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Countdown to Oscars

Sunday, January 20, 2013
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The History Of Sundance Films’ Pursuit Of The Oscars

By Joey Magidson
Film Contributor

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Greetings from Park City, everyone! As I’m writing this piece, I’m in Utah attending the Sundance Film Festival. So far, it has been pretty cool (if a bit overwhelming at times), especially for a first-timer like myself. Being here inspired me to try and tie in the festival to the Oscars, as I’m prone to do with just about everything that I can. I’ve found that I’m on the lookout for what could move from this year’s festival lineup to the next awards season.

When I wrote about which film festivals influence the Oscar race a few weeks ago (found here), I mentioned how Sundance wasn’t the prime destination for awards hopefuls but still functioned as an essential launching pad. That was certainly true this year, and it will remain the case going forward.

It takes a certain kind of movie to make it from Park City to Hollywood for the Academy Awards. Not only do Sundance debuts have to deal with coming on the scene in January (at least a month before the previous Oscar ceremony even airs), but they also have to be picked up by a distributor with a solid game plan, released theatrically at a prime date and connect with both the independent, art house crowd and a broader audience of movie lovers.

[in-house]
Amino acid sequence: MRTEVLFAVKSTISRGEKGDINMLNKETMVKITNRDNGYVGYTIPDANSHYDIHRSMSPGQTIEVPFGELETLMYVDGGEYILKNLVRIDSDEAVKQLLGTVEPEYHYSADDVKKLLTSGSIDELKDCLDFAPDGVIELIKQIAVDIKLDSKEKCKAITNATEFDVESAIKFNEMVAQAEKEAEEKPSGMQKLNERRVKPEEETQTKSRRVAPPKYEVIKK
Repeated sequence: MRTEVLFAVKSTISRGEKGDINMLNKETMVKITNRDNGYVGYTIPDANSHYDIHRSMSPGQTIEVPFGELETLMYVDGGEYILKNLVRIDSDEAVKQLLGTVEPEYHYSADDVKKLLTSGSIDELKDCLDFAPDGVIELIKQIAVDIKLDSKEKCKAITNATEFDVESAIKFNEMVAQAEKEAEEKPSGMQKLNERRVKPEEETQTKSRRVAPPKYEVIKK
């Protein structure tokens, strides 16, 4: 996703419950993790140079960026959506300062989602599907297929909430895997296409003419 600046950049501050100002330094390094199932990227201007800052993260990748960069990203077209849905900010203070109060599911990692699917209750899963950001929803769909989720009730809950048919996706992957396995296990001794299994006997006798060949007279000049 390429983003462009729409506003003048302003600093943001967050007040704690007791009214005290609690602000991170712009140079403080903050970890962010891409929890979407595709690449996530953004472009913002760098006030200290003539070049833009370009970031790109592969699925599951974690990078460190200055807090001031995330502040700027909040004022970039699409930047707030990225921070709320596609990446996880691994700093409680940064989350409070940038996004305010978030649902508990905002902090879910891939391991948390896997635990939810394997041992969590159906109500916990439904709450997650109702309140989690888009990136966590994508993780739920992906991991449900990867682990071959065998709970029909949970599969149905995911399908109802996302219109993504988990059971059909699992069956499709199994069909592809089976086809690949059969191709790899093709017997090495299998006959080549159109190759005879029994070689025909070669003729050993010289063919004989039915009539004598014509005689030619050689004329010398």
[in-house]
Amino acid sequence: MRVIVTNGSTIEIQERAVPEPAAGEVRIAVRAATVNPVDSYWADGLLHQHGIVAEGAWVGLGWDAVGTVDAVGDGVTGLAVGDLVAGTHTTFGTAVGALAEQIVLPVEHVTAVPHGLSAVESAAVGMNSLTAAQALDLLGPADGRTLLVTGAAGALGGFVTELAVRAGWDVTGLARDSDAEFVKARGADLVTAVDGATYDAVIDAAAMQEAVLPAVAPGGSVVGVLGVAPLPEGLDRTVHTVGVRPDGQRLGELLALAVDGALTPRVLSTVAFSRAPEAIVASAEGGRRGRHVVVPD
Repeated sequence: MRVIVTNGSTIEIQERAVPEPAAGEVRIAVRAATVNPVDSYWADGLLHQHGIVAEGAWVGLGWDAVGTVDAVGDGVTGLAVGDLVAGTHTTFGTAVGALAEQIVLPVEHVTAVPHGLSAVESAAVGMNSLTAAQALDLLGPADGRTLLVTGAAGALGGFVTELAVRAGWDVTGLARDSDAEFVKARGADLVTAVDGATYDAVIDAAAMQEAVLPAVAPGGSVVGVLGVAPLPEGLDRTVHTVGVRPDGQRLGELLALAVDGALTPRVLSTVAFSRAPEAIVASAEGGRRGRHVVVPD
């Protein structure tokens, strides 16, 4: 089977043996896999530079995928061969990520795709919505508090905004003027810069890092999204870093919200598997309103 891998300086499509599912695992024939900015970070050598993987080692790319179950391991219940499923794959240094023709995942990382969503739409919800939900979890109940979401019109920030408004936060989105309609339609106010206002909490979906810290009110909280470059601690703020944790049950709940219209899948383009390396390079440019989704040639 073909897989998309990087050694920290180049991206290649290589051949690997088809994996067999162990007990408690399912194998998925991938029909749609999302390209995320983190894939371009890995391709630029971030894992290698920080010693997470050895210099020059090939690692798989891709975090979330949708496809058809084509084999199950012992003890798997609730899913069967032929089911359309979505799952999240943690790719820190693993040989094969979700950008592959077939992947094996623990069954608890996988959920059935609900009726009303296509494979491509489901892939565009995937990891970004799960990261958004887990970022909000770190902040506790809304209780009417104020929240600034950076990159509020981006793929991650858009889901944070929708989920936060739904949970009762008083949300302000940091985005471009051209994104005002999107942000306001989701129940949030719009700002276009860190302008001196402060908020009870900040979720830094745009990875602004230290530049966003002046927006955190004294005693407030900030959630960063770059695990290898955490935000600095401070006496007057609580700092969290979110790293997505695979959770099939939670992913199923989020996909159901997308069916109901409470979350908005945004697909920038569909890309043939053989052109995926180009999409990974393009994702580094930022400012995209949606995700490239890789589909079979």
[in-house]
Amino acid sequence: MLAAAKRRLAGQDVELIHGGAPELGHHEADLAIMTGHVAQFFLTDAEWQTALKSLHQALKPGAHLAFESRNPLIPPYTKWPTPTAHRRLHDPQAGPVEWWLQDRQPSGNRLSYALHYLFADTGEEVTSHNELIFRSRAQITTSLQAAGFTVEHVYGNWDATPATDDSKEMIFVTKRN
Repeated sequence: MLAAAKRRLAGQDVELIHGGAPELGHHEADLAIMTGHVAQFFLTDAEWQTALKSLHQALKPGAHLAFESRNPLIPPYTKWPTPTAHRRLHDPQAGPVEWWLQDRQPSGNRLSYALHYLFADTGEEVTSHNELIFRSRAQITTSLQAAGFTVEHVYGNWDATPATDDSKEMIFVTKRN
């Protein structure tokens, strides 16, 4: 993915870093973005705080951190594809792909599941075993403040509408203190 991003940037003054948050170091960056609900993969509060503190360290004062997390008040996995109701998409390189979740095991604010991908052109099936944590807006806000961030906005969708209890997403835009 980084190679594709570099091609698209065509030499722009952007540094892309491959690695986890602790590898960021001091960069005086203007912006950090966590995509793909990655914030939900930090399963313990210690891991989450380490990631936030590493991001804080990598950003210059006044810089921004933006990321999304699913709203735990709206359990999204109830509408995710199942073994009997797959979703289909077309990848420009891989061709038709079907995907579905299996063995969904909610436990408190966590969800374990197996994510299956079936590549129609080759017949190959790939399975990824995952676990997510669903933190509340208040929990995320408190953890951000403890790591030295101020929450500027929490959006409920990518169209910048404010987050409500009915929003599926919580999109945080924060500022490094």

Many times, films have started off in Utah with high honors, only to be shut out of the awards season. Sundance bestowed awards on potential players each year, but they never came close to Oscar. Just look at the likes of Girlfight, Primer, The Wackness and Like Crazy for evidence of that. More years than not, the top prizes go to films that will never again come close to citations of ilk.

Sundance has had an interesting history with the Oscars overall. While the festival had been around in the 1970s under a different name, it officially became “Sundance” in 1984-1985. That was the time that the first Sundance film went on to score an Oscar nomination. It was the documentary The Times of Harvey Milk, and it wound up winning the Academy Award.

Throughout the nearly 30 years that Sundance has been around in its current form, documentaries have historically done well. Docs such as American Dream, Hoop Dreams, When We Were Kings, Capturing the Friedmans, Super Size Me, Murderball, Iraq in Fragments, No End in Sight, Trouble the Water, Burma VJ, Man on Wire, Restrepo, GasLand and Hell and Back Again have all seen success, sometimes even winning the Oscar. No other type of film has done nearly as well in moving from Park City to the Academy.

The big narrative flicks to make hay with Oscar tend to be the indie breakthroughs of a given year. While the first was Stand and Deliver, the most notable early one is of course Sex, Lies, and Videotape. That film really put Sundance on the map. Without that success story, it’s possible that none of the others that came after it would have ever been given their shot. The movie made Park City a viable destination for indie Oscar hopefuls.